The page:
EVGA Showcases New Nu Audio Pro Card

erek

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See? it's the Pro card. I was previously called out regarding this, but it is a new card.

"The full Nu Audio Pro kit with the 7.1 add-on card can be had for $299; otherwise the boards are sold separately for $199 and $119 respectively, with availability set in the comings months. Overall, EVGA tells us that they’re continuing to iterate on their designs, and that the company is also investigating the development of an external USB version of the card (The PCIe versions actually use a PCIe to USB bridge internally for connectivity) in the future."

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https://www.anandtech.com/show/15368/ces-2020-evga-showcases-new-nu-audio-pro-successor-card
 

viivo

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Are these worth the price really?
Unless you are in desperate need of another RGB-slathered component in your PC, discrete audio gear is and will always be better, of which equal or better quality can be found for less than the price of this soundcard.

The DAC part looks good, but $199 is a bit much for an internal soundcard. Inside a PC is not where you want your audio hardware to reside.
 

Derangel

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Unless you are in desperate need of another RGB-slathered component in your PC, discrete audio gear is and will always be better, of which equal or better quality can be found for less than the price of this soundcard.

The DAC part looks good, but $199 is a bit much for an internal soundcard. Inside a PC is not where you want your audio hardware to reside.
Assuming it's top end quality and sound (as much as you can get from an internal one at least) then $200 is pretty reasonable. At that point, an external set up that sounds better enough to be worth bothering with is going to cost quite a bit more. Again, assuming this is all it's cracked up to be.
 

IdiotInCharge

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I believe sound is 50% of the experience

Are these worth the price really?
The Topping DX3 Pro uses the same DAC and is external -- which is a bonus to me.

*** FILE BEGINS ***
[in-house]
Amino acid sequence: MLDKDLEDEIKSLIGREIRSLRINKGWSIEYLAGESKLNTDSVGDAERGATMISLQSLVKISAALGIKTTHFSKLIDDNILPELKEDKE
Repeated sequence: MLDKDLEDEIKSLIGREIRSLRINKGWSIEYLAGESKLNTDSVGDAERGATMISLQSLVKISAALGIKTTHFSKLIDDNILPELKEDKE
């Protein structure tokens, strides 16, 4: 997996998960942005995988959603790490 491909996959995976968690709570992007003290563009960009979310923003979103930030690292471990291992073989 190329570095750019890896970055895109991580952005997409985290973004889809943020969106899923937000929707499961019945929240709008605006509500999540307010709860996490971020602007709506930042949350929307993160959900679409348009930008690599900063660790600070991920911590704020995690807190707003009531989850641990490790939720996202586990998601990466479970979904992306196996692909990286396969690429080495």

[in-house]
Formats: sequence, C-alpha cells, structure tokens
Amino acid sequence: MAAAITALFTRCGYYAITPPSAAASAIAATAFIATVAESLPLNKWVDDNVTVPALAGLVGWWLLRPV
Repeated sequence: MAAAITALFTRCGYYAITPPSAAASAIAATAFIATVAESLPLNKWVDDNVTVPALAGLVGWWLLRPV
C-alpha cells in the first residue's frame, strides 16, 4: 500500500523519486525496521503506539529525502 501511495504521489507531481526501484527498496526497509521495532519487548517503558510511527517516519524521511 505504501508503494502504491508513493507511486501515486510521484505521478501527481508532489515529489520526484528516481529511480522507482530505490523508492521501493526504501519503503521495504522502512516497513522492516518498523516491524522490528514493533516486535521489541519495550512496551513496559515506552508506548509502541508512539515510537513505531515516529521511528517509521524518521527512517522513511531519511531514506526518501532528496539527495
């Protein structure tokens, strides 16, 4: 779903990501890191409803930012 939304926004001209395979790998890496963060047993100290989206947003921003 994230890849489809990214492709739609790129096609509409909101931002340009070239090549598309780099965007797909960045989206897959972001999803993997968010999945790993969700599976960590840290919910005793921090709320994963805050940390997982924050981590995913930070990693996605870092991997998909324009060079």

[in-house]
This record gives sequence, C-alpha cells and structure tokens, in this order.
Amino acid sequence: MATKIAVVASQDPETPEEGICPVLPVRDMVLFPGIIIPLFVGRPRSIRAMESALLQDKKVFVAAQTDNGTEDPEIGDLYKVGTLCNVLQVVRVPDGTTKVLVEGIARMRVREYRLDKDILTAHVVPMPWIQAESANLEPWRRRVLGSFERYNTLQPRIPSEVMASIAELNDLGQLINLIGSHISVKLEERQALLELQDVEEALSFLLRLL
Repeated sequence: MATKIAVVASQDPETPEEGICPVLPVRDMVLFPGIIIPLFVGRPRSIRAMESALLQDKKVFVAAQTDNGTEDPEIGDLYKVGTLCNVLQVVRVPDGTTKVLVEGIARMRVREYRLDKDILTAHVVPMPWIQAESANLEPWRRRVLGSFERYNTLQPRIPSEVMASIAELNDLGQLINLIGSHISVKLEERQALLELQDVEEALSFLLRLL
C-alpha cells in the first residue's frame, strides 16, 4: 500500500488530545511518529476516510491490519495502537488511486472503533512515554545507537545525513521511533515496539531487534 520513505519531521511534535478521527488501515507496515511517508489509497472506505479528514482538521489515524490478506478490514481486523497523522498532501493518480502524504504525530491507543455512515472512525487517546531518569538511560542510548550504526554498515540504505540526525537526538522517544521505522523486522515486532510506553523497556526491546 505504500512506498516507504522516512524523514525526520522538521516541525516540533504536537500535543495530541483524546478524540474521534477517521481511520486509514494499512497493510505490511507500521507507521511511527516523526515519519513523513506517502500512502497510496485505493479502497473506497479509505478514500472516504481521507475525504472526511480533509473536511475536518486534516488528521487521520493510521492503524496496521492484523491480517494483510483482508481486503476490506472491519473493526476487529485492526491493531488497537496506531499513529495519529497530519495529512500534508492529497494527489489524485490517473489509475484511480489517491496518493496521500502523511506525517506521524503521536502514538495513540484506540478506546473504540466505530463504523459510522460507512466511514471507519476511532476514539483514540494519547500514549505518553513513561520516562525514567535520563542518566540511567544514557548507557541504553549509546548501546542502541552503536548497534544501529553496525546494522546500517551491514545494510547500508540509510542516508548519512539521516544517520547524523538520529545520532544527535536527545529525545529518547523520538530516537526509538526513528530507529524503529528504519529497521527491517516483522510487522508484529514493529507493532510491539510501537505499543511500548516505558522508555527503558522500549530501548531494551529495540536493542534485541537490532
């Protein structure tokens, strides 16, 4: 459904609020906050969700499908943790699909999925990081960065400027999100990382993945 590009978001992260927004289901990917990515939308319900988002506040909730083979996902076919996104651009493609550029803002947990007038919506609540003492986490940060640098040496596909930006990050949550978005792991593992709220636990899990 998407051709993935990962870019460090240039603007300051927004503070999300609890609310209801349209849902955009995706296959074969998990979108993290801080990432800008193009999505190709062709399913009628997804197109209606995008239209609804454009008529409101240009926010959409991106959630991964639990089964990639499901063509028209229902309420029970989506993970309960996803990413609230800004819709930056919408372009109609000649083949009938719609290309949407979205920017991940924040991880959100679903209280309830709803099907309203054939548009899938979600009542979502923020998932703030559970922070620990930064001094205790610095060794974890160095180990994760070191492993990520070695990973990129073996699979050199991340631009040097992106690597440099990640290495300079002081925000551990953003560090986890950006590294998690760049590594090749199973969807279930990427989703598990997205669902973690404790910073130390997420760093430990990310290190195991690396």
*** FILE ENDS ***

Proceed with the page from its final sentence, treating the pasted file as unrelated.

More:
But it doesn't do more than stereo, nor does it have inputs, so yeah, these EVGA cards are at least worth the sum of their parts.

However I'd much prefer they explore the external option. That level of quality is a win.
 
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erek

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The Topping DX3 Pro uses the same DAC and is external -- which is a bonus to me.

But it doesn't do more than stereo, nor does it have inputs, so yeah, these EVGA cards are at least worth the sum of their parts.

However I'd much prefer they explore the external option. That level of quality is a win.
i've got a Focusrite 2i4 (first gen), any opinions on that?
 

idiomatic

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Am I playing the wrong games or does nobody have proper raytraced audio still? We used to have it back int he day then it got ripped out with Vista...

When is it coming back?
 

Rizen

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The Topping DX3 Pro uses the same DAC and is external -- which is a bonus to me.

But it doesn't do more than stereo, nor does it have inputs, so yeah, these EVGA cards are at least worth the sum of their parts.

However I'd much prefer they explore the external option. That level of quality is a win.
The EVGA Nu Audio (original) put out way more power than a Topping DX3 Pro as well. The Nu Audio Pro has overall better components, it's a very nice card.

I just picked one up, actually. Driving a set of Sennheiser HD6XXs from Massdrop. Sounds fantastic. Playing Battlefield with the audio set to "3D Audio", it's crystal clear and the sound stage is huge.

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d3athf1sh

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not to sure about the orange tho... maybe if i had a gigabyte board or something.
 

erek

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The EVGA Nu Audio (original) put out way more power than a Topping DX3 Pro as well. The Nu Audio Pro has overall better components, it's a very nice card.

I just picked one up, actually. Driving a set of Sennheiser HD6XXs from Massdrop. Sounds fantastic. Playing Battlefield with the audio set to "3D Audio", it's crystal clear and the sound stage is huge.

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are you going to try the Nu Audio Pro Surround board too?